Inspiring Perse Josef Behrmann Lectures provide food for thought
Dr Edward Kessler MBE and Dr Daniel Adamson (OP 2014) gave thought-provoking and hopeful talks as the Perse Josef Behrmann Lectures returned after a three-year break due to Covid.
Held in memory of the Old Persean and Holocaust survivor, who went on to become a Hollywood actor, the series resumed with lectures around the Holocaust Memorial Day theme of ‘Ordinary People’.
Dr Kessler, who is Founder President of the Woolf Institute – an organisation aimed at improving inter-faith relations between Jews, Christians and Muslims, spoke entertainingly and evocatively on the topic of ‘Living Peaceably Together’.
He outlined that with increasing numbers of people from different religions living alongside each other in certain areas of the world, tensions and conflicts have also increased.
Dr Kessler told students that while bigotry did not have a place in civilised society, ignorance about others’ faiths and beliefs can lead to fear, which in turn lies at the heart of religious discrimination.
As a result, Dr Kessler said finding a way for people to live side-by-side peacefully while still honouring the commitment to their respective religion was crucial.
He told students that the validity of one point of view did not exclude another and felt it was by reaching out to others from different backgrounds, cultures and faiths and exchanging perspectives that people could co-exist.
Dr Kessler suggested that affirming shared values and establishing trust to provide a framework within which to accept differences and address contentious issues positively, was vital, and it was only by listening to each other that we start to understand other perspectives.
Meanwhile in his lecture ‘The past is a foreign country: Britain and the Holocaust’, Dr Adamson, a consultant for the BBC History Network, reflected on the UK’s response to the atrocities carried out against Jews by Nazi Germany during World War II.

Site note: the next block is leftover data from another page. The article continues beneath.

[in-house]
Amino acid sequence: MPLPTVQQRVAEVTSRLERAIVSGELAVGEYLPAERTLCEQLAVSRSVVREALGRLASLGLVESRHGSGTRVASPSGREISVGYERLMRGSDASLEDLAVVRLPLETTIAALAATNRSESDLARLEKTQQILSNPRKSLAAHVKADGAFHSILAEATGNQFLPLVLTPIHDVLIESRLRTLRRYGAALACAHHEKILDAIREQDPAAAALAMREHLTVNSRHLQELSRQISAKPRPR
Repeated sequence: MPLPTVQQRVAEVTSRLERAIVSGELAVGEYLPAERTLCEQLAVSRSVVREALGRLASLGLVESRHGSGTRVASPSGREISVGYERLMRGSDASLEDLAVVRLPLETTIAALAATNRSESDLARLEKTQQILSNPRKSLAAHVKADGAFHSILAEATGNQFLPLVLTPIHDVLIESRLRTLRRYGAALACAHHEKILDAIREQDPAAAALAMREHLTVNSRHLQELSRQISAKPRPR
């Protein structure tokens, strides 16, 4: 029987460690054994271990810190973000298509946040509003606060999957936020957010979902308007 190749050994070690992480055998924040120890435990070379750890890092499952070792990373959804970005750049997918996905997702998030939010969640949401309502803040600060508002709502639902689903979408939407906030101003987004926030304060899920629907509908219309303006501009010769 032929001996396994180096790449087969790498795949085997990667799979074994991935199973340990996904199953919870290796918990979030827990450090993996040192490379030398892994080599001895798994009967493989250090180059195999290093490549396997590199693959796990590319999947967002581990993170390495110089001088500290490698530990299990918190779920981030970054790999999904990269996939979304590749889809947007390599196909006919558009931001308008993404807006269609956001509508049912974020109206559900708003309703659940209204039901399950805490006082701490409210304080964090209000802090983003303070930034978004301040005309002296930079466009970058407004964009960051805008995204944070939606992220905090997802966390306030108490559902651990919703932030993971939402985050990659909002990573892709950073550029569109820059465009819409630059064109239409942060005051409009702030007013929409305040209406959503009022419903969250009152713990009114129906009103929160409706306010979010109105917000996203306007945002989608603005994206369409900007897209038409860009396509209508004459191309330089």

He highlighted the efforts of UK citizens Sir Nicholas Winton MBE and Jane Haining in demonstrating how “brave and humble” individuals showed “extraordinary kindness in terrible circumstances”.
Winton witnessed the persecution of Czech Jews in 1938 and felt compelled to help children escape from the region. He lobbied the British government to allow Czech children to be evacuated and helped 669 gain passage to the UK by September 1939.
Many years later, Winton was given a knighthood, as well as the Order of the White Lion – the highest order of the Czech Republic, for his wartime efforts.
Meanwhile, Haining was matron of the United Free Church of Scotland’s Jewish Mission School in Budapest when World War II broke out. She provided shelter and food for Hungarian Jews, as well as helping those who wished to leave the country.
However, in 1944, she was arrested on several charges, including working among Jews and political activity, and deported to Auschwitz, where she died of starvation later the same year.
Dr Adamson said there were difficult questions to be asked about the UK’s response to the Holocaust, though.
He felt its portrayal in educational settings, such as schools and museums, lacked depth and detail, with the idea that the Holocaust only occurred in continental Europe, while failing to consider the ‘human dimension’ of its links to the UK.
In conclusion, Dr Adamson believed that while the Holocaust may never happen again, it is only by learning from the mistakes of the past that the course of the future can be steered, as he encouraged students to consider the legacy of Winton and Haining.